On the witness stand: controversies in the courtroom

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Sage Publications, Oct 1, 1987 - Law - 312 pages
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Trial evidence can only be introduced through exhibits or the testimony of witnesses, and psychologists and other social scientists have now begun to empirically evaluate questions such as: What is the impact of the testimony of eyewitnesses in the court decisions? Should hypnosis be used with crime witnesses? Is the polygraph an accurate device to determine the guilt or innocence of a suspect? This book contains articles reprinted from psychological journals relevant to the above questions. The five sections deal with different aspects of witnesses' testimony, and each contain three reprinted articles, plus an introduction and summary written by the volume editors to place the articles in context and provide conclusions and recommendations.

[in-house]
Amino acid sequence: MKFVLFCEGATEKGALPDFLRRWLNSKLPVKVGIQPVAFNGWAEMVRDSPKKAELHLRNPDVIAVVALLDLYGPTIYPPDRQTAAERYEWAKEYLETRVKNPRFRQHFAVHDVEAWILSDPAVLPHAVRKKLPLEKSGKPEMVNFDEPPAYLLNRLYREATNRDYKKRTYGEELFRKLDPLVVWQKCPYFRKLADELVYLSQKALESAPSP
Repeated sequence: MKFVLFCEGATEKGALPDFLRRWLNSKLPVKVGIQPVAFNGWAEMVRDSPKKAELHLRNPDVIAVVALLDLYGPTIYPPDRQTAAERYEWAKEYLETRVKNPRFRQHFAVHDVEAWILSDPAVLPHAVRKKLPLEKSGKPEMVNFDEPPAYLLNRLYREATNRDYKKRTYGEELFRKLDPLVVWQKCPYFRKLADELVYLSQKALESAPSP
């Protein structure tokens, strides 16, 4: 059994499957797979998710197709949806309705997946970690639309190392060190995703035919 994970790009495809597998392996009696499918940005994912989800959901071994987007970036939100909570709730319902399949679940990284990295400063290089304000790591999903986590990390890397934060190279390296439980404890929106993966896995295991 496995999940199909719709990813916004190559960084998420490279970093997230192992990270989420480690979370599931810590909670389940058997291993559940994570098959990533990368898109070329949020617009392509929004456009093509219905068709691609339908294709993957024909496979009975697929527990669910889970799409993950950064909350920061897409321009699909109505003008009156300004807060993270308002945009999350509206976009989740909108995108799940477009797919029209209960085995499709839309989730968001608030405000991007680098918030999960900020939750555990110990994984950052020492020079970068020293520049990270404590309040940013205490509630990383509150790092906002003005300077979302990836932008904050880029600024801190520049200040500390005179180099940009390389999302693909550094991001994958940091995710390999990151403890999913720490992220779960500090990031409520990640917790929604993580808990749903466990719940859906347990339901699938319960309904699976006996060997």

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About the author (1987)

Wrightsman is Professor of Psychology at the University of Kansas, Lawrence, and a former department chair there. He has taught a course on personality in adulthood for more than 10 years and has participated in several workshops on the topic. He is a former President of the Society for the Psychological Study of Social Issues and of the Society of Personality and Social Psychology.

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